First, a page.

Low-Hydrogen Electrodes Electrodes of the low-hydrogen classifications E6018 [E4318], E7015 [E4915], E7016 [E4916], E7018 [E4918], E7018M [E4918M], E7028 [E4928], and E7048 [E4948] are made with inorganic coverings that contain minimal moisture. The covering moisture test such as specified in AWS A4.4M, Standard Procedure for Determination of Moisture Content of Welding Fluxes and Welding Electrode Flux Coverings, converts hydrogen-bearing compounds in any form in the covering into water vapor that is collected and measured. The test thus assesses the potential hydrogen available from an electrode covering. All lowhydrogen electrodes, in the as-manufactured condition or after conditioning, are expected to meet a maximum covering moisture limit of 0.6% or less . E7015 [E4915] Classification E7015 [E4915] electrodes are low-hydrogen electrodes to be used with dcep (electrode positive). The slag is chemically basic. E7015 [E4915] electrodes are commonly used for making small welds on thick base metal, since the welds are less susceptible to cracking . They are also used for welding highsulfur and enameling steels. Welds made with E7015 [E4915] electrodes on high-sulfur steels may produce a very tight slag and a very rough or irregular bead appearance in comparison to welds with the same electrodes in steels of normal sulfur content E7016 [E4916] Classification A7.6.6.1 E7016 [E4916] electrodes have all the characteristics of E7015 [E4915] electrodes, plus the ability to operate on ac. The core wire and coverings are very similar to those of E7015 [E4915], except for the use of a potassium silicate binder or other potassium salts in the coverings to facilitate their use with ac.

CLASSIFICATION(CONTD) E6018 [E4318] and E7018 [E4918] Classifications E7018 [E4918] electrode coverings are similar to E7015 [E4915] coverings, except for the addition of a relatively high percentage of iron powder. The coverings on these electrodes are slightly thicker than those of the E7016 [E4916] electrodes. E7018 [E4918] low-hydrogen electrodes can be used with either ac or dcep. Electrodes designated as E7018-1 [E4918-1] have the same usability and weld metal composition as E7018 [E4918] electrodes, except that the manganese content is set at the high end of the range. They are intended for welds requiring a lower transition temperature than is normally available from E7018 [E4918] electrodes. E6018 [E4318] electrodes possess operating and mechanical property characteristics similar to E7018 [E4918] except at a lower strength level. The electrode coating and low hydrogen characteristics are also similar. This electrode is desirable where matching or undermatching weld deposit is required. Electrodes that meet this classification may also be suitable for buffer layer application in cladding operations. E7018M [E4918M] Classification E7018M [E4918M] electrodes are similar to E7018-1H4R [E4918-1H4R] electrodes, except that the testing for mechanical properties and for classification is done on a groove weld that has a 60 deg included angle and, for electrodes up to 532 in. [4.0 mm], welded in the vertical position with upward progression. The impact test results are evaluated using all five test values and higher values are required at 20F [30C]. The maximum allowable moisture-in-coating values in the as-received or reconditioned state are more restrictive than that required for E7018R [E4918R].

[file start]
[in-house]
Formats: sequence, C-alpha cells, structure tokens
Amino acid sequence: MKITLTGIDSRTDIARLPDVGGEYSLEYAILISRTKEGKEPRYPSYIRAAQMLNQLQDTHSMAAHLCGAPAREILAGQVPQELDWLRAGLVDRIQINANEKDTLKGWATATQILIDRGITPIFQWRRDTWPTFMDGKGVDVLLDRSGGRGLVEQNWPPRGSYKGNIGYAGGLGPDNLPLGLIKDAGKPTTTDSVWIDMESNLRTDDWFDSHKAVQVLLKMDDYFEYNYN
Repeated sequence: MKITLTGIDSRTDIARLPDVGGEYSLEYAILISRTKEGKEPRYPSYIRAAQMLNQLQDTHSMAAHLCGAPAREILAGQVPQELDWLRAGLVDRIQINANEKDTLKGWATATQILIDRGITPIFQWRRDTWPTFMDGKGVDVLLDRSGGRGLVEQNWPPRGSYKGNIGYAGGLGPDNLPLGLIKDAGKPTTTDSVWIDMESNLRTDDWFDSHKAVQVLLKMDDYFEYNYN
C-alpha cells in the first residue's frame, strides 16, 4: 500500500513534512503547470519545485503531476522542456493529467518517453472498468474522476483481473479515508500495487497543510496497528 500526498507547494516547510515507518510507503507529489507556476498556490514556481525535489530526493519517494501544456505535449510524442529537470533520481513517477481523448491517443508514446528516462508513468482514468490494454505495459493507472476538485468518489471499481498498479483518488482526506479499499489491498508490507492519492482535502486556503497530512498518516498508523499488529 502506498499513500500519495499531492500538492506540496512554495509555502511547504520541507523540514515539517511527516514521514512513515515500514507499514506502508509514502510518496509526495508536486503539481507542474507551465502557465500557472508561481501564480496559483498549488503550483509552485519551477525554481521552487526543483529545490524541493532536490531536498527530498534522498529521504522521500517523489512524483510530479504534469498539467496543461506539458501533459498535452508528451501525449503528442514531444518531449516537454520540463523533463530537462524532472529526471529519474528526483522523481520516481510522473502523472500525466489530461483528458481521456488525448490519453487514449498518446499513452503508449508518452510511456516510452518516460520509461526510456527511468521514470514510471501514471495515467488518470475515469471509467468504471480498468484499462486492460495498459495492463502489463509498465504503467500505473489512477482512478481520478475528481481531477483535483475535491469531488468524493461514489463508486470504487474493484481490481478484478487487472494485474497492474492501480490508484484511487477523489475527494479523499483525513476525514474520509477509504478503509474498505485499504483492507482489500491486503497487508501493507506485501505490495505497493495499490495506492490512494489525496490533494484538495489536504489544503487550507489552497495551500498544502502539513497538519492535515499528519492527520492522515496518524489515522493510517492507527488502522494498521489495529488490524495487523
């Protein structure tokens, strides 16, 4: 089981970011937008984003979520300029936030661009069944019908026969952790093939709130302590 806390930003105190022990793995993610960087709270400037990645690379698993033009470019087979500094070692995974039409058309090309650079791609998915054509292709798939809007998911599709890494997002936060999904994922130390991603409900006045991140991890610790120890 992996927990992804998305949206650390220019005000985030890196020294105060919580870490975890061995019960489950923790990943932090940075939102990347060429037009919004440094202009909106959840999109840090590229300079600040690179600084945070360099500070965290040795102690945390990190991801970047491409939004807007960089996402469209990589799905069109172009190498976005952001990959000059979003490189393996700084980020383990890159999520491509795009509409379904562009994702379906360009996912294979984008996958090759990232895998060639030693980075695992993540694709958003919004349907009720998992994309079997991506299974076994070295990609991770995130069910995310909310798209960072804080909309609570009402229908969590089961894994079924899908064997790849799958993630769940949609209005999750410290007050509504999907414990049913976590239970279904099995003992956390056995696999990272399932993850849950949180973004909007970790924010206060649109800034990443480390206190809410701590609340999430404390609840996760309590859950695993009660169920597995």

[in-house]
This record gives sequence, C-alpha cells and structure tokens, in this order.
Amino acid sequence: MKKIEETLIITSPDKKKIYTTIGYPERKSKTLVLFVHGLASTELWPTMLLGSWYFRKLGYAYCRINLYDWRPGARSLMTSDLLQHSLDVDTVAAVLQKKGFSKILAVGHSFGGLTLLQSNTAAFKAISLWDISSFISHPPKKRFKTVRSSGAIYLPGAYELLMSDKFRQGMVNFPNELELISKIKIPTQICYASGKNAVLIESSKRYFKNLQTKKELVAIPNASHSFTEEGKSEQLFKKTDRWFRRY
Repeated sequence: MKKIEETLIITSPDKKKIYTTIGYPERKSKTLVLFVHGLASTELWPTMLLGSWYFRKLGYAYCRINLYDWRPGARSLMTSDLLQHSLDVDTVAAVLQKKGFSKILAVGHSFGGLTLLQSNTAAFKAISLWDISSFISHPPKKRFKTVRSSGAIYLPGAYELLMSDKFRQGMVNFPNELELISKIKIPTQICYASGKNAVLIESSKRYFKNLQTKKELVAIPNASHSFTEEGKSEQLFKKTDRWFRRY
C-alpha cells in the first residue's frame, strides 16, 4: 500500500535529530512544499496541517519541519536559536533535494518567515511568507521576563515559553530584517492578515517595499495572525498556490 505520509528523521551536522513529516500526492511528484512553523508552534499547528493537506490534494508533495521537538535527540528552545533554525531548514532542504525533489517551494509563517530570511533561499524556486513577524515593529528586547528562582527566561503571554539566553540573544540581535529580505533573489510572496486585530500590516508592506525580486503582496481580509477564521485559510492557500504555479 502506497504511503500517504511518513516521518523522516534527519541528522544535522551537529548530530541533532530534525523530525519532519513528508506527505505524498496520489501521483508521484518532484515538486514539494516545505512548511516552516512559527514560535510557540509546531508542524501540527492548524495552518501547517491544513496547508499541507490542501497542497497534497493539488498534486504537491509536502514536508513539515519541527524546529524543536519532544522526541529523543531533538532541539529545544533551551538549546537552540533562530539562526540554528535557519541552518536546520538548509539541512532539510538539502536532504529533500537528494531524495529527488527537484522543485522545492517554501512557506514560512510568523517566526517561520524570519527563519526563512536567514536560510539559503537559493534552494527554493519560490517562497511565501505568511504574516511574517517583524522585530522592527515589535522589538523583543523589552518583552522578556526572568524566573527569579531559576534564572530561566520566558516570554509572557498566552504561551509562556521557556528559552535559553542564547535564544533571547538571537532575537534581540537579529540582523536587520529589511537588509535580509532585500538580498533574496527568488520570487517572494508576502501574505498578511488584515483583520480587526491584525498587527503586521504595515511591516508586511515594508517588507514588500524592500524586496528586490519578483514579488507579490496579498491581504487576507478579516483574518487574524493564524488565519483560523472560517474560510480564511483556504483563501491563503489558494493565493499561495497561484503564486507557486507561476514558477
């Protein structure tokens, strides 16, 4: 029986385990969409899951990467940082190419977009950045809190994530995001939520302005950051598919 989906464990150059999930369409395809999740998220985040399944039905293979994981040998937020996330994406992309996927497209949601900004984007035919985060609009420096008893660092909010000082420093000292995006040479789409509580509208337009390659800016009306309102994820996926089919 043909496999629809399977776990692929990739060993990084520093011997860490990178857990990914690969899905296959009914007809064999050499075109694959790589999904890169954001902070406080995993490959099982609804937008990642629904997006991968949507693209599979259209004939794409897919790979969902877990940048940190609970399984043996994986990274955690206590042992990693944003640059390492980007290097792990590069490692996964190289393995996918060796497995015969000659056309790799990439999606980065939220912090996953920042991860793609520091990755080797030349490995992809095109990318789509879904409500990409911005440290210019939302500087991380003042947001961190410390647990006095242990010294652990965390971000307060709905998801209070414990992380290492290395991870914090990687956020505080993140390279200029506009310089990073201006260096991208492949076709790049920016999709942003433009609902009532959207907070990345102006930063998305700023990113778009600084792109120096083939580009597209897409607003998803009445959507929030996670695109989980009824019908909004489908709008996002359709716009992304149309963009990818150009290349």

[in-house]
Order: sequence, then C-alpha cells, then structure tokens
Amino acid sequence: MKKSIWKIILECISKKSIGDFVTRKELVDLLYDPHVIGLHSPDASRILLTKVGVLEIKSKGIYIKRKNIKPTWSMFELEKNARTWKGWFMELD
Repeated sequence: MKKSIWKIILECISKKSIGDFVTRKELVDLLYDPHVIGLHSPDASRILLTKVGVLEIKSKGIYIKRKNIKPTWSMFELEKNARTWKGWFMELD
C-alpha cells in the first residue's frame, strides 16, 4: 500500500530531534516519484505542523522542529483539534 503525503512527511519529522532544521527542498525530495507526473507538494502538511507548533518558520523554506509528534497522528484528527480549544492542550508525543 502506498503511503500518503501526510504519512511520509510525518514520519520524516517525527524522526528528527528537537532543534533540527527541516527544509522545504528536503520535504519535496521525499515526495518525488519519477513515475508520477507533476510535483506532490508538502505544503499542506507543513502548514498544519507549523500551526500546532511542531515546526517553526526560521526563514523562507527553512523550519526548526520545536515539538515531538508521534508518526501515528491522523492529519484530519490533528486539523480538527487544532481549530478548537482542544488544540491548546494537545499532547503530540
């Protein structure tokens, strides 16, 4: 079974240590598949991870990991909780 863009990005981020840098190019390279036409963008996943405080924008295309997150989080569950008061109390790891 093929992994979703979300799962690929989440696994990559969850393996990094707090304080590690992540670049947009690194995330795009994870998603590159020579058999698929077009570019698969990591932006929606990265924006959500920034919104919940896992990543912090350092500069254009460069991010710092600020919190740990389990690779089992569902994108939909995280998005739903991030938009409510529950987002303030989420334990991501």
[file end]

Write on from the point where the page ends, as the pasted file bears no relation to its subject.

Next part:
CLASSIFICATION(CONTD) E7028 [E4928] Classification E7028 [E4928] electrodes are very much like the E7018 [E4918] electrodes. However, E7028 [E4928] electrodes are suitable for fillet welds in the horizontal welding position and groove welds in the flat welding position only . E7048 [E4948] Classification. Electrodes of the E7048 [E4948] classification have the same usability, composition, and design characteristics as E7018 [E4918] electrodes, except that E7048 [E4948] electrodes are specifically designed for exceptionally good vertical welding with downward progression E6019 [E4319] Classification E6019 [E4319] electrodes, although very similar to E6013 and E6020 [E4313 and E4320] electrodes in their coverings, have distinct differences. E6019 [E4319] electrodes, with a rather fluid slag system, provide deeper arc penetration and produce weld metal that meets a 22% minimum elongation requirement, meets the Grade 1 radiographic standards, and has an average impact strength of 20 ft lbf [27J] when tested at 0F [20C]. E7024 [E4924] Classification E7024 [E4924] electrode coverings contain large amounts of iron powder in combination with ingredients similar to those used in E6012 and E6013 [E4312 and E4313] electrodes. The coverings on E7024 [E4924] electrodes are very thick and usually amount to about 50% of the weight of the electrode, resulting in higher deposition efficiency. E6027 [E4327] Classification E6027 [E4327] electrode coverings contain large amounts of iron powder in combination with ingredients similar to those found in E6020 [E4320] electrodes. The coverings on E6027 [E4327] electrodes are also very thick and usually amount to about 50% of the weight of the electrode.